Bonds, Gibson says, “are extremely strong when the rewards of the relationship are intermittent … inconsistent and unpredictable. Lack of predictability sets up one of the most powerful bonds because you keep looking for the treat.”

So if you’re one of the many people asking yourself “Why do I care so much?” the answer is likely: “You care because you don’t know what you’re going to get [from the person],” says Gibson.

Up until recently, opting out of visiting for the holidays seemed akin to blasphemy for my family. That sense of guilt and obligation struck me annually, especially in my 20s and 30s when I’d bought into the belief that being a person worth receiving her family’s love was synonymous with significant self-sacrifice.

Before long, I found myself craving a conversation about the holidays that resisted positioning those at the behest of dysfunctional dynamics as duty-bound to return home at all costs.

So what might a new and improved holiday survival guide look like? “Stop trying to outrun regret,” Dr Ramani Durvasula, a clinical psychologist, said. If you regret not spending time with family over the holidays it doesn’t necessarily mean you made the wrong decision. “The healthy and loving people in your family system can and should respect your boundaries,” she says.

She suggests asking a partner or friend to intercept reactionary emails, texts and phone callsfor those who do opt out of family obligations to avoid the ensuing drama. Don’t force yourself to look at them now, she says – or at all, if you don’t want to. The point is to engage (or disengage) on your own terms.

We also have the right to be happy even if we upset others, but maintaining that happiness may require some practice. “It’s a radical thought that someone else could be upset and you can be as happy as you were before they got upset,” says Gibson, adding: “It’s a mindblower, because it breaks the paradigm that you can only be a good person if you’re self-sacrificing.”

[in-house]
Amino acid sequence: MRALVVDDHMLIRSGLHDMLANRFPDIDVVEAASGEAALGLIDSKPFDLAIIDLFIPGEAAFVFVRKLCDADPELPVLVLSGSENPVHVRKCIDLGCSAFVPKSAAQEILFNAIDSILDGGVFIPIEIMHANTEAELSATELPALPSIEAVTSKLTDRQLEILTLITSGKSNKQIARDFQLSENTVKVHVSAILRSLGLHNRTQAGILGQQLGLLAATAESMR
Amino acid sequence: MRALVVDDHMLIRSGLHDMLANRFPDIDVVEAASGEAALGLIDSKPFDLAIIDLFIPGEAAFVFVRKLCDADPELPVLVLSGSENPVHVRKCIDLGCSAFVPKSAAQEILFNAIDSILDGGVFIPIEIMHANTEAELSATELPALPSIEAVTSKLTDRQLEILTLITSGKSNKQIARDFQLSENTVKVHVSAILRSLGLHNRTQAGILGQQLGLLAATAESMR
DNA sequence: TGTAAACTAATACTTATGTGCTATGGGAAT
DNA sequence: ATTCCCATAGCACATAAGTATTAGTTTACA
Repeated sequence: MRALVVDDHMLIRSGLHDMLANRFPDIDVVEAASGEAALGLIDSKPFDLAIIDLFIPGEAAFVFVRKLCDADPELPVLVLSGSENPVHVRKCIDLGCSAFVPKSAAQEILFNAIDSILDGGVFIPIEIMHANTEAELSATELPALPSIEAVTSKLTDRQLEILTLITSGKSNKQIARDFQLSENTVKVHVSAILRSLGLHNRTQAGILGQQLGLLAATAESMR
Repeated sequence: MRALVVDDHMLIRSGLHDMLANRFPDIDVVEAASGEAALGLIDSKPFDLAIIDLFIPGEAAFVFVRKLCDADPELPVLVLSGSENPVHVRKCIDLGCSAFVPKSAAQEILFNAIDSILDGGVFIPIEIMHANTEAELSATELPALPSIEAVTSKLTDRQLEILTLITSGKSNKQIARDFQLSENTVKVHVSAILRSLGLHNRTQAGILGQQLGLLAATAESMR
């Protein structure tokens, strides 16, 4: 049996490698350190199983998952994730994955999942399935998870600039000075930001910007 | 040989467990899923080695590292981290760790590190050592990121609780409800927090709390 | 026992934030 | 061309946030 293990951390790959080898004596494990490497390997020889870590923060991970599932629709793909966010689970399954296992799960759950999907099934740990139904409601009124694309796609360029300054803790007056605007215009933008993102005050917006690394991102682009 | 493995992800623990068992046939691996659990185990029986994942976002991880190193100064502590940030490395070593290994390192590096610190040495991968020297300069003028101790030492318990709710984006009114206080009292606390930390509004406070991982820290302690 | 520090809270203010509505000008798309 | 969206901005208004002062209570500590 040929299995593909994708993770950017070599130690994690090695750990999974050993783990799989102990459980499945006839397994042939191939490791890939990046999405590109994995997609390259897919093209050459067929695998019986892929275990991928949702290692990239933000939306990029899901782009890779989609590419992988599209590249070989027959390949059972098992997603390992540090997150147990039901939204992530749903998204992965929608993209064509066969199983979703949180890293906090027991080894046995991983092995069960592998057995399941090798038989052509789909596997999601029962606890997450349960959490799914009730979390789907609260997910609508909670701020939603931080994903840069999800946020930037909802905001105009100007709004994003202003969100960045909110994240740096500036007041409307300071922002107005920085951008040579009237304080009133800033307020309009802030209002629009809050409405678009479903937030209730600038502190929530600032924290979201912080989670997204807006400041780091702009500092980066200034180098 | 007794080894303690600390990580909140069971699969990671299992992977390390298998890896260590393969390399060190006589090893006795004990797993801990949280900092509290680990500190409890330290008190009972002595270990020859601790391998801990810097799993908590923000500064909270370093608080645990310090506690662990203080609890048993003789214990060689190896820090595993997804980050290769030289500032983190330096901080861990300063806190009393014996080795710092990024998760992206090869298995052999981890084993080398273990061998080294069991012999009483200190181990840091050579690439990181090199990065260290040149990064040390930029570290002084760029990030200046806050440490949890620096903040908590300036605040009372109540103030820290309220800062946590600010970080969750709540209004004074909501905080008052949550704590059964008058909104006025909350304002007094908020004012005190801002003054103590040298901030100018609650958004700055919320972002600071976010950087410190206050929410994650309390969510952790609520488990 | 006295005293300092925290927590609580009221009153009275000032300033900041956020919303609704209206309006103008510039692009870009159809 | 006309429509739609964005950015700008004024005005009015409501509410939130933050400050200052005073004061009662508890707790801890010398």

For those choosing to spend the holidays with tricky family members, it’s important to remember that your feelings are just as important as anyone else’s. Gibson suggests doing this actively, reminding yourself: This person is not more important than me. I am just as important as they are.” In doing so, you can set boundaries that work for you, even if that’s uncomfortable to others – like settling on virtual visits, or only attending for part of the evening.

While I certainly love my family, at 41, I am now finally able to put up and maintain reasonable boundaries with them. I’m also beginning to understand that family can be great – at a distance. While I love them and sometimes wish I lived closer, distance, punctuated by the occasional Zoom chat, allows me to better appreciate the time we have when I do choose to return home.

When I do return home, if I find a family member behaving in a way that’s not conducive to a peaceful holiday, I tell myself that’s their decision. Hopefully we’ll have another occasion to celebrate, but if we don’t, I take tremendous comfort in knowing I am not in control of other people’s choices – only my own.

In the meantime, if I find myself perusing guides for holiday survival, I’ll remember that most of them are best suited for Target commercials and not the real-life complications of dysfunctional family dynamics.

Christina Wyman

The GuardianTramp